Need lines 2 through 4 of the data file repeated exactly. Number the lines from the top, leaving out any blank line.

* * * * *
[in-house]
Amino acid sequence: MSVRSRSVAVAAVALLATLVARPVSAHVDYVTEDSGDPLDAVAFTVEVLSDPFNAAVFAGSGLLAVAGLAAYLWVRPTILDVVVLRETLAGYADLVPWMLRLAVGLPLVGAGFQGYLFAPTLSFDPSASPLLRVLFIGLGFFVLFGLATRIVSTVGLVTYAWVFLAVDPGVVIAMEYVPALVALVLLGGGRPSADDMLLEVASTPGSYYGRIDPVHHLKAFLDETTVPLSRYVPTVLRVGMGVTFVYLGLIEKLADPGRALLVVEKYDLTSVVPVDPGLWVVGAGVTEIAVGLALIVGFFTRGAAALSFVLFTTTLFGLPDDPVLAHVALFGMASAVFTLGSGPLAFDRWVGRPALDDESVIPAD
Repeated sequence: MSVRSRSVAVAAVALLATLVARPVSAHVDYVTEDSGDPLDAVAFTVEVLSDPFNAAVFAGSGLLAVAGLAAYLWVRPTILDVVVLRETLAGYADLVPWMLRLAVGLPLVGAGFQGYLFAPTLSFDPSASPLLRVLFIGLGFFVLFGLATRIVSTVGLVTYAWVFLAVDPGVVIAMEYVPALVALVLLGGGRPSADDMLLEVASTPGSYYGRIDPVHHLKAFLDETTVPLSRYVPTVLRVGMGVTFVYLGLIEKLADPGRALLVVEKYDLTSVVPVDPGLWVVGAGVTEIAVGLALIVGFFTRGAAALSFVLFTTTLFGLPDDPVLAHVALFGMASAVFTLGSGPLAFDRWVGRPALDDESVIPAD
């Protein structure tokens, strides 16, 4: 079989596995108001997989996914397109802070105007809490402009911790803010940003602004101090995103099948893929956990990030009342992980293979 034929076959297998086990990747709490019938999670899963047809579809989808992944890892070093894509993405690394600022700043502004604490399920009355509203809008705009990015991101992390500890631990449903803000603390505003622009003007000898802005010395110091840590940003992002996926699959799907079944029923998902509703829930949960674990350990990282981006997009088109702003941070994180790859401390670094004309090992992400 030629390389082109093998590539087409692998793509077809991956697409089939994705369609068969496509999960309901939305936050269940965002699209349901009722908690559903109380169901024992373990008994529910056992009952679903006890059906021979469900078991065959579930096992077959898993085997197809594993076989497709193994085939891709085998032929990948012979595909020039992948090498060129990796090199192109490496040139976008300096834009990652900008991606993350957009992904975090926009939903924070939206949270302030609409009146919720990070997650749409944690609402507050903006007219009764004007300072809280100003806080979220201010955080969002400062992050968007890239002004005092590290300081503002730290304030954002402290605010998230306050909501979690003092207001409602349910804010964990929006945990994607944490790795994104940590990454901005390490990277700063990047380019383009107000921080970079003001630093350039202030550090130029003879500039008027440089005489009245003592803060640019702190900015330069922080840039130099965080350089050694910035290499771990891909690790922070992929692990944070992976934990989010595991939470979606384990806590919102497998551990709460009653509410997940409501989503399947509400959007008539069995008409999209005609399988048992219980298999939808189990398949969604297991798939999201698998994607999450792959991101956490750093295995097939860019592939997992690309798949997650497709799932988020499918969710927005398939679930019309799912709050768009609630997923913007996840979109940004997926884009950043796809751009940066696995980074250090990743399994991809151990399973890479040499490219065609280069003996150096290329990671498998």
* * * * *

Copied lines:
Amino acid sequence: MSVRSRSVAVAAVALLATLVARPVSAHVDYVTEDSGDPLDAVAFTVEVLSDPFNAAVFAGSGLLAVAGLAAYLWVRPTILDVVVLRETLAGYADLVPWMLRLAVGLPLVGAGFQGYLFAPTLSFDPSASPLLRVLFIGLGFFVLFGLATRIVSTVGLVTYAWVFLAVDPGVVIAMEYVPALVALVLLGGGRPSADDMLLEVASTPGSYYGRIDPVHHLKAFLDETTVPLSRYVPTVLRVGMGVTFVYLGLIEKLADPGRALLVVEKYDLTSVVPVDPGLWVVGAGVTEIAVGLALIVGFFTRGAAALSFVLFTTTLFGLPDDPVLAHVALFGMASAVFTLGSGPLAFDRWVGRPALDDESVIPAD
Repeated sequence: MSVRSRSVAVAAVALLATLVARPVSAHVDYVTEDSGDPLDAVAFTVEVLSDPFNAAVFAGSGLLAVAGLAAYLWVRPTILDVVVLRETLAGYADLVPWMLRLAVGLPLVGAGFQGYLFAPTLSFDPSASPLLRVLFIGLGFFVLFGLATRIVSTVGLVTYAWVFLAVDPGVVIAMEYVPALVALVLLGGGRPSADDMLLEVASTPGSYYGRIDPVHHLKAFLDETTVPLSRYVPTVLRVGMGVTFVYLGLIEKLADPGRALLVVEKYDLTSVVPVDPGLWVVGAGVTEIAVGLALIVGFFTRGAAALSFVLFTTTLFGLPDDPVLAHVALFGMASAVFTLGSGPLAFDRWVGRPALDDESVIPAD
């Protein structure tokens, strides 16, 4: 079989596995108001997989996914397109802070105007809490402009911790803010940003602004101090995103099948893929956990990030009342992980293979 034929076959297998086990990747709490019938999670899963047809579809989808992944890892070093894509993405690394600022700043502004604490399920009355509203809008705009990015991101992390500890631990449903803000603390505003622009003007000898802005010395110091840590940003992002996926699959799907079944029923998902509703829930949960674990350990990282981006997009088109702003941070994180790859401390670094004309090992992400 030629390389082109093998590539087409692998793509077809991956697409089939994705369609068969496509999960309901939305936050269940965002699209349901009722908690559903109380169901024992373990008994529910056992009952679903006890059906021979469900078991065959579930096992077959898993085997197809594993076989497709193994085939891709085998032929990948012979595909020039992948090498060129990796090199192109490496040139976008300096834009990652900008991606993350957009992904975090926009939903924070939206949270302030609409009146919720990070997650749409944690609402507050903006007219009764004007300072809280100003806080979220201010955080969002400062992050968007890239002004005092590290300081503002730290304030954002402290605010998230306050909501979690003092207001409602349910804010964990929006945990994607944490790795994104940590990454901005390490990277700063990047380019383009107000921080970079003001630093350039202030550090130029003879500039008027440089005489009245003592803060640019702190900015330069922080840039130099965080350089050694910035290499771990891909690790922070992929692990944070992976934990989010595991939470979606384990806590919102497998551990709460009653509410997940409501989503399947509400959007008539069995008409999209005609399988048992219980298999939808189990398949969604297991798939999201698998994607999450792959991101956490750093295995097939860019592939997992690309798949997650497709799932988020499918969710927005398939679930019309799912709050768009609630997923913007996840979109940004997926884009950043796809751009940066696995980074250090990743399994991809151990399973890479040499490219065609280069003996150096290329990671498998």